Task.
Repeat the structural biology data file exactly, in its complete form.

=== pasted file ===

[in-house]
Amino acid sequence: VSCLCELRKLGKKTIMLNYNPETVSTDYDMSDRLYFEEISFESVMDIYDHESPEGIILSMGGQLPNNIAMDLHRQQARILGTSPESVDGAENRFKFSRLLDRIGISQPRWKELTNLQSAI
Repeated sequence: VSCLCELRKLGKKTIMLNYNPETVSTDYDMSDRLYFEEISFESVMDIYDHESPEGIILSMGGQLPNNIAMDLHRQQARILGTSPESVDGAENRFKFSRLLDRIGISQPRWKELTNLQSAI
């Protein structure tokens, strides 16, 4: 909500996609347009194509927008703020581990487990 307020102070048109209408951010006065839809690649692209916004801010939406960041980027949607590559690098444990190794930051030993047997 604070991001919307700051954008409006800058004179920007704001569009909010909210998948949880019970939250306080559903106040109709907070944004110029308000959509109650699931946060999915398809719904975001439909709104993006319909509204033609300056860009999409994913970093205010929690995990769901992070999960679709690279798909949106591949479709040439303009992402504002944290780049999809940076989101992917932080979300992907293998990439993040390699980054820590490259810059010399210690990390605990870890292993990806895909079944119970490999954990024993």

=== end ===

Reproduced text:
[in-house]
Amino acid sequence: VSCLCELRKLGKKTIMLNYNPETVSTDYDMSDRLYFEEISFESVMDIYDHESPEGIILSMGGQLPNNIAMDLHRQQARILGTSPESVDGAENRFKFSRLLDRIGISQPRWKELTNLQSAI
Repeated sequence: VSCLCELRKLGKKTIMLNYNPETVSTDYDMSDRLYFEEISFESVMDIYDHESPEGIILSMGGQLPNNIAMDLHRQQARILGTSPESVDGAENRFKFSRLLDRIGISQPRWKELTNLQSAI
């Protein structure tokens, strides 16, 4: 909500996609347009194509927008703020581990487990 307020102070048109209408951010006065839809690649692209916004801010939406960041980027949607590559690098444990190794930051030993047997 604070991001919307700051954008409006800058004179920007704001569009909010909210998948949880019970939250306080559903106040109709907070944004110029308000959509109650699931946060999915398809719904975001439909709104993006319909509204033609300056860009999409994913970093205010929690995990769901992070999960679709690279798909949106591949479709040439303009992402504002944290780049999809940076989101992917932080979300992907293998990439993040390699980054820590490259810059010399210690990390605990870890292993990806895909079944119970490999954990024993």